You must choose one of the following three options (A, B, or C) for your paper–papers not on one of these topics will receive a zero.
- Should the United States give reparations to African-Americans for Slavery?
- “The Case for Reparations,” (Links to an external site.)Links to an external site. by Ta-Nehisi Coates
- “The Case Against Reparations,” (Links to an external site.)Links to an external site. by Kevin D. Williamson.
- Jordan Anderson, Letter to P.H. Anderson, (August 7, 1865) (Links to an external site.)Links to an external site.
- Should the United States open its borders?
- “Trump Officials Make Case for Border Wall” (Links to an external site.) by Mallory Shelbourne
- “The Case for Getting Rid of Borders” (Links to an external site.) by Alex Tabarrok
- “Here’s the Reality About Illegal Immigration in America” (Links to an external site.) by Vivian Yee, Kenan Davis, and Jugal K. Patel
- Should Donald Trump, the President of the United States, be removed from office?
- Constitution of the United States (Links to an external site.)
- Marie Yovanovitch Testimony (Links to an external site.)
- Gordan Sonland Testimony (Links to an external site.)
|Rubric for Tompkins-Style Research Project|
|This essay is a clear response to the assignment and demonstrates a deep understanding of Tompkins’ style and 3-part structure (it is modeled after it); moreover, the author constructs a nuanced inductive argument that effectively appeals to reasoning, emotions, and their credibility to persuade an uninformed/reluctant audience through the use of targeted strategies.||This area will be used by the assessor, as needed, to leave comments related to this criterion.||150.0 pts|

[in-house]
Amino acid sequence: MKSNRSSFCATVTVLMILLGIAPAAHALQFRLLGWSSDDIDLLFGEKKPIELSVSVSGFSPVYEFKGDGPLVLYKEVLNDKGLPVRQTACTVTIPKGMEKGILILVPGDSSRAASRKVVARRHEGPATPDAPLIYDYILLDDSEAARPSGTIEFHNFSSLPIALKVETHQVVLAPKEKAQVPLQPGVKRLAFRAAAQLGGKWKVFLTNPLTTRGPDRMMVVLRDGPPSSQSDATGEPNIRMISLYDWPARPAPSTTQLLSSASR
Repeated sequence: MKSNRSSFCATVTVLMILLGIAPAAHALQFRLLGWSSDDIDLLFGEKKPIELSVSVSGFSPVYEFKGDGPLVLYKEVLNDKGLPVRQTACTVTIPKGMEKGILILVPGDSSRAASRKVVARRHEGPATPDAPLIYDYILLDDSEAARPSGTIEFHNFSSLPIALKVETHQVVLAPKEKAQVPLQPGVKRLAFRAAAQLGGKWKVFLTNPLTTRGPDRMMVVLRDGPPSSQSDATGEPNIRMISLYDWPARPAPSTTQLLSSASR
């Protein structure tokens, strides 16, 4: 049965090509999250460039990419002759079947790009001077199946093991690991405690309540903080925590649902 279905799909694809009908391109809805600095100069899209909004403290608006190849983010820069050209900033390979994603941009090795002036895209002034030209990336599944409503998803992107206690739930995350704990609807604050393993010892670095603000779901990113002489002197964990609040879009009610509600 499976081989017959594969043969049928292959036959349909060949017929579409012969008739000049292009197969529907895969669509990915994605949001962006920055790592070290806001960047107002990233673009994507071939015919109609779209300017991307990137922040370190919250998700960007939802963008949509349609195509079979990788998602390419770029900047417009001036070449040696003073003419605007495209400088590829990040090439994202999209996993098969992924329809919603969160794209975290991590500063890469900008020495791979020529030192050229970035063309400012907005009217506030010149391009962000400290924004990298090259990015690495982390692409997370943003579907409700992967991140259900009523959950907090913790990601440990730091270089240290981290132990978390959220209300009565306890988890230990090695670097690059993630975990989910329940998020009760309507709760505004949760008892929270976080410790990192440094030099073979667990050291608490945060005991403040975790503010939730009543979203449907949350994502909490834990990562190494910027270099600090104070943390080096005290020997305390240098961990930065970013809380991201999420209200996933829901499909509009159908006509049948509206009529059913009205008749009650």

|The writing project is long enough to meet the demands of the assignment, typically 8-12 pages in length. Long block quotes and/or images are not used to meet page count. Note that longer papers are not always better, but that to do this assignment in fewer than 8 pages takes great focus and care.||This area will be used by the assessor to leave comments related to this criterion.||50.0 pts|
|The essay demonstrates mastery of MLA.||This area will be used by the assessor to leave comments, as needed, related to this criterion.||50.0 pts|
|The essay is well organized with effective transitions between ideas and paragraphs.||This area will be used by the assessor, as needed, to leave comments, as needed, related to this criterion.||50.0 pts|
|The author works closely and critically with a minimum of 8 clear perspectives, introducing, summarizing, and contextualizing each of them, (i.e., academic meaty sentence, assumptions, bias, etc.), and smoothly integrates direct quotes, block quotes, and paraphrases with their own ideas and words. Quotes are not awkwardly dropped in, as direct work with the texts is a must.||This area will be used by the assessor to leave comments related to this criterion.||100.0 pts|
|The author utilizes precise diction and the Literary Present Tense (LPT), and the essay is meticulously proofread and primarily free of sentence-level errors.Essay demonstrates advanced, college-level reasoning, reading, and writing skills.||This area will be used by the assessor to leave comments related to this criterion.||100.0 pts|
|Total Points: 500.0